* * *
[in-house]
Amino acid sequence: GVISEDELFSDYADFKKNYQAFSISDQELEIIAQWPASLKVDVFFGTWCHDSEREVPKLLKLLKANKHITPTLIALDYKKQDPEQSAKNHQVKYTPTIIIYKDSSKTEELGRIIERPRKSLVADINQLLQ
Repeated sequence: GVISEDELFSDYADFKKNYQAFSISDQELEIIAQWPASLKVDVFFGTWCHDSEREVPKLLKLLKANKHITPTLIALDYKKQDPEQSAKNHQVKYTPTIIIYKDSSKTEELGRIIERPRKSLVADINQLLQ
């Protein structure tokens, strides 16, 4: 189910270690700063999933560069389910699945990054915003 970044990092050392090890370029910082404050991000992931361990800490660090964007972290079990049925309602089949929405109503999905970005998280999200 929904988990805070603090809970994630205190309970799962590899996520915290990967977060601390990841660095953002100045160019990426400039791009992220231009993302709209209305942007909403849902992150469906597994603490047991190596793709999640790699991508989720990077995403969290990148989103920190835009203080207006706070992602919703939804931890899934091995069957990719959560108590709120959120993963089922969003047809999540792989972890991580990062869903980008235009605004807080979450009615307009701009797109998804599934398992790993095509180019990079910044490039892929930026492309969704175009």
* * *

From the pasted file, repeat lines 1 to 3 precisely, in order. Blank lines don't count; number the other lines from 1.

[in-house]
Amino acid sequence: GVISEDELFSDYADFKKNYQAFSISDQELEIIAQWPASLKVDVFFGTWCHDSEREVPKLLKLLKANKHITPTLIALDYKKQDPEQSAKNHQVKYTPTIIIYKDSSKTEELGRIIERPRKSLVADINQLLQ
Repeated sequence: GVISEDELFSDYADFKKNYQAFSISDQELEIIAQWPASLKVDVFFGTWCHDSEREVPKLLKLLKANKHITPTLIALDYKKQDPEQSAKNHQVKYTPTIIIYKDSSKTEELGRIIERPRKSLVADINQLLQ